Specially designed to meet the needs of ESL students, this Dictionary is a necessity for anyone seeking to learn and use American English effectively. Its many distinctive features include: Clear and precise definitions adapted from the acclaimed American Heritages Dictionary; Extensive vocabulary, fully up-to-date for the 21st century; Abundant idioms and example sentences; Word Building Notes and Usage Notes with expanded information on vocabulary; More comprehensive grammar information than any comparable dictionary; A wealth of informative photographs and illustrations; and New Reference and Study Guide offering convenient help with basic English grammar, style, and much more.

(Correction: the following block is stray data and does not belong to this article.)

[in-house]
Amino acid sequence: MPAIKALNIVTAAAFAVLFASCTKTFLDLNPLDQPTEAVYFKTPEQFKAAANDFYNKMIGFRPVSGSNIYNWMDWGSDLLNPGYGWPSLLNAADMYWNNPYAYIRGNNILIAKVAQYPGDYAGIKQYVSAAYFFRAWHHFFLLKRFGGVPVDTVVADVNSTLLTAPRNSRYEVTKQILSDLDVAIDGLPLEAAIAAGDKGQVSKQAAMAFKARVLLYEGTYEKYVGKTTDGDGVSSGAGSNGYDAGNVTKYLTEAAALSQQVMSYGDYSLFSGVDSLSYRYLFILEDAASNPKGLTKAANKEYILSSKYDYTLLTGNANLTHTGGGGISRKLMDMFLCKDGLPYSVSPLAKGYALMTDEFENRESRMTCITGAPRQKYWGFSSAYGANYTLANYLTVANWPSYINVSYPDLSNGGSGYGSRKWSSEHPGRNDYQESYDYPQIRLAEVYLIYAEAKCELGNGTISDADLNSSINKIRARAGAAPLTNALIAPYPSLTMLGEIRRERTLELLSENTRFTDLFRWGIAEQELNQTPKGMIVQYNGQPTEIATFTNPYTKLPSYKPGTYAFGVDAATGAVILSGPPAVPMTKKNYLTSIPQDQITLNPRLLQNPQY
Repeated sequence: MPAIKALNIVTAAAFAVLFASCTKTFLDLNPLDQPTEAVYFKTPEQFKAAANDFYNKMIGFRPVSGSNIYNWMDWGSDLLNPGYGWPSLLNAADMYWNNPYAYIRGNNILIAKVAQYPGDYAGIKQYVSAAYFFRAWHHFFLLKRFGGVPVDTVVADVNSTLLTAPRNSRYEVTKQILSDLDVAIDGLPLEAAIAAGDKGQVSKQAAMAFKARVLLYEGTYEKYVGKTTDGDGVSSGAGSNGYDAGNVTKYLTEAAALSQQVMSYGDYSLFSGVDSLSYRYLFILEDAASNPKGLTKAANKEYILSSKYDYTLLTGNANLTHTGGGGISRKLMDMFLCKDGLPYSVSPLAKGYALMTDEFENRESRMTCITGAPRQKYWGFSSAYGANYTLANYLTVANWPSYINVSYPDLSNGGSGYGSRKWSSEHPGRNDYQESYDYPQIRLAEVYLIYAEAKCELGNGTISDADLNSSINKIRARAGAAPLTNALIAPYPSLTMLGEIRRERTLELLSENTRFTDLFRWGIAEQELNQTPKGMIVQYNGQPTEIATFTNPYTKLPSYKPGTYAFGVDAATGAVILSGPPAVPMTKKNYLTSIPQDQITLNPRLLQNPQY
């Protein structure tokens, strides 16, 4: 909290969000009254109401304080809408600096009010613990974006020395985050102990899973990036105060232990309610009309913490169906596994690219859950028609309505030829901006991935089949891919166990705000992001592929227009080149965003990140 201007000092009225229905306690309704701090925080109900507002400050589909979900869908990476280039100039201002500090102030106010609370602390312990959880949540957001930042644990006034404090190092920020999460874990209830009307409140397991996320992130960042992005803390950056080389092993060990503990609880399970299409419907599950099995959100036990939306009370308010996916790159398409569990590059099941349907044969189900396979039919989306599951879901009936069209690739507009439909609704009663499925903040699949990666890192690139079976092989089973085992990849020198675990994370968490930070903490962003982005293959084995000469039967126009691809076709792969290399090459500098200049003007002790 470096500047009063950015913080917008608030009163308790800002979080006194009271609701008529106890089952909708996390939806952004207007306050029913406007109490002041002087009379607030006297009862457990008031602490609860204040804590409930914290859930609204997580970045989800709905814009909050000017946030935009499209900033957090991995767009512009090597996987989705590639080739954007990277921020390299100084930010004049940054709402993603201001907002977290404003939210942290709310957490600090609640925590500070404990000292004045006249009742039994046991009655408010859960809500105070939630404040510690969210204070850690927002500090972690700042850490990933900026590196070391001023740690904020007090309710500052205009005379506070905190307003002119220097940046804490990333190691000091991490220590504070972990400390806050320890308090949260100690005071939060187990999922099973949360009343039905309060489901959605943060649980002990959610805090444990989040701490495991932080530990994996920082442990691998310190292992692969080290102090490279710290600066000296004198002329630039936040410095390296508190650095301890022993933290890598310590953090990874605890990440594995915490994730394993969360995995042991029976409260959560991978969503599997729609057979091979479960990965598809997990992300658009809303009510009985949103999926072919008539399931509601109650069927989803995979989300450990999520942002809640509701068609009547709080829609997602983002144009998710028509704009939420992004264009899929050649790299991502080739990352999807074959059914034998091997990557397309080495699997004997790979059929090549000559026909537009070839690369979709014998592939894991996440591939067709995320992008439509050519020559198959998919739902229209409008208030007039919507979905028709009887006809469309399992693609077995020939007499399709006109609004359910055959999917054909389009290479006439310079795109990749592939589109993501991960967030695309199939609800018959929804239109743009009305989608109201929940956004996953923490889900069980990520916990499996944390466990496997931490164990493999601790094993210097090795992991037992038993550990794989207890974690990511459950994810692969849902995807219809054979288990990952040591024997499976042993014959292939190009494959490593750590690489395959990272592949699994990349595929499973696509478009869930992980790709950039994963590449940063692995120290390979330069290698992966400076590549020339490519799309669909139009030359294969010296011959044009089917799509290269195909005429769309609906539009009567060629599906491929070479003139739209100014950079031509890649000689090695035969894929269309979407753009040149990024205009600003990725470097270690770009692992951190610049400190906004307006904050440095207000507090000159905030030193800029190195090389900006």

The dust jacket on these titles anoints each book as "The best resource for American English as a second language." The description may indeed fit the American Heritage Thesaurus for Learners of English, but it would be a stretch to apply it to the Dictionary. The Thesaurus stands alone in the U.S. market and fills a real need. The Dictionary, however, is a revision of The American Heritage English As a Second Language Dictionary. The Thesaurus has over 6000 main entry words that were chosen for vocabulary building by professional writers who also teach ESL students; every synonym has a brief definition and a sample sentence in an everyday American context to clarify its meaning. Two appendixes contain lists of irregular English verbs and idiomatic uses of prepositions, and each term in these lists is also shown in a brief sentence to demonstrate its proper use. The layout of the pages is excellent: it resembles a web page, with large amounts of white space and horizontal lines for easy navigation and focus. Any student of English who endeavors to write and speak well, using the nuances of American English, will be ably assisted by this Thesaurus. It is enthusiastically recommended for all libraries. The Dictionary is more problematic. Its introduction is confusing and written in marketing-like phrases: "Your Dictionary is " and "Your Dictionary contains ." There are typographical errors in descriptive headings (e.g., "World Building Notes" for "Word Building Notes"). The International Phonetic Alphabet is not commonly used and will pose a problem to many non-native-English speakers. Words that have entered widespread usage, such as DVD and carjacking, are absent. This is troubling in a dictionary that states it contains the "very latest vocabulary list" and that has a late 2002 copyright date. On a positive note, this work does contain selective homonyms that have been highlighted for those trying to find the meaning of words they have heard spoken. Nevertheless, a more useful buy would be the Cambridge Dictionary of American English or Longman Dictionary of American English.-Kara L. Giles, Dominican Univ. Lib., River Forest, IL